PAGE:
It could have been the recent visit to the cathedral just off the market in Palermo. Or perhaps it is just the Christmas spirit that’s giving me this warm fuzzy feeling. Where one wants to pour a glass of Sancerre, put on a Paul Weller ballad and think of all the good people that are out there in the world. Like the chicken peri-peri griller at Dias Tavern. Minki van der Westhuizen’s personal trainer. And the person who first started chilling Jägermeister.
But the heart is, now, beating even stronger for a different kind of person. And who knows, perhaps you – one of the 19 people who read these modest missives – may be worthy of love, recognition and perhaps a cold martini, shaken. For, there are unsung heroes of the South African wine industry whose praise needs singing. These are those folk who have helped keep the industry going over the past 21 months of hell resulting from lockdowns, bans, isolation and other Covid ills by keeping the word and the magic of wine alive. They did it, and continue to do it, through there writing. Photographs. Commentary. Social media engagements. Freaky tik-tok videos and scantily clad Instagram photographs. All involving the subject of wine. Showing a finger to the authorities by stating on various levels that wine is alive and kicking.
While the local wine industry was in a deep pit of despair, some of it which still is, these journalists, bloggers, influencers and social media warriors showed that their deep-rooted and genuine passion for wine would only inspire them to broadcast and enthuse on the subject. Cellars were closed. Restaurants were either shut or banned from serving wine. The prohibitionist-minded “medical experts” and falsely puritanical government were doing their best to remove wine and the industry from the face of the earth.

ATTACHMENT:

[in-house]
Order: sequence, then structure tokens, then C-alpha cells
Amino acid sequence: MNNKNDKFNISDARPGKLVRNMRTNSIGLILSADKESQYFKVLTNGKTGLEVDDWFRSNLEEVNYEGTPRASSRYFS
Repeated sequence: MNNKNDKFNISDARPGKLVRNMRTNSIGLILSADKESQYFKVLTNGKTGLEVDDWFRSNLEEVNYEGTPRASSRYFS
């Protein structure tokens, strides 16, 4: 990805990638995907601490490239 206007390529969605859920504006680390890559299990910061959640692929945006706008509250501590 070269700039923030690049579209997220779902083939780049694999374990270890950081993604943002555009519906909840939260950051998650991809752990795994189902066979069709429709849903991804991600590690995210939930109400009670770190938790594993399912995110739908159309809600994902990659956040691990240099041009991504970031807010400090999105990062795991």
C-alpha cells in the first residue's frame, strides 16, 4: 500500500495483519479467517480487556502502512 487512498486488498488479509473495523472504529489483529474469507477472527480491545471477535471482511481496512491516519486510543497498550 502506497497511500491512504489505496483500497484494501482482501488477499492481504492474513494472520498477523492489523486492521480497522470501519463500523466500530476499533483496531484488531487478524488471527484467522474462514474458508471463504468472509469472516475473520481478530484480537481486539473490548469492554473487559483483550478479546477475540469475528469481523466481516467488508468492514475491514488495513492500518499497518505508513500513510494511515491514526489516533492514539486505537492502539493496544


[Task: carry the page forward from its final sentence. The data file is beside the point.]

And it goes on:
But would the broadcasters let them? No-fucking-way.
In the depths of the wine ban, which hopefully will never come again, the printed articles on wine were published by Suzaan Potgieter and Samantha van den Berg in Die Burger, and Michael Fridjhon in Business Day. Dan Nicholl was busting his arse making video on a staggering frequency and putting it out there, engaging with winemakers and industry players. Christian Eedes and Cathy Marston were reviewing as if the wine was still flowing free, while Malu Lambert continued to essay away in her prose, as enlightening and inspiring as a Montrachet 1993. Blogger-influencers Elvina Fortuin and Leanne Beattie (“Through my Wine Glass” and “The Wine Girl Cape Town” respectively pumped out sparkling content on frequency that bordered on wine-obsession. Sam Linsell cooked and drank, posting it for all the world to see.
Of course, there are tons of other examples, but you get the message.
The point is that the wine industry itself has – quite rightly – received praise and gratitude for its resilience. Industry bodies Vinpro and Wosa were and are applauded for communicating with producers, churning out press-releases condemning the government’s arrogance and pursuit of economic carnage and standing tall in hard times. All commendable.
But the selfless work of those wine-infatuated media, blogger and influencer types deserves some sort of recognition. For keeping the brilliant world of wine and its people alive and positive, chatty and hopeful in a time when we truly were close to the edge.
From my side, the first drink of Christmas is on you. And only you.
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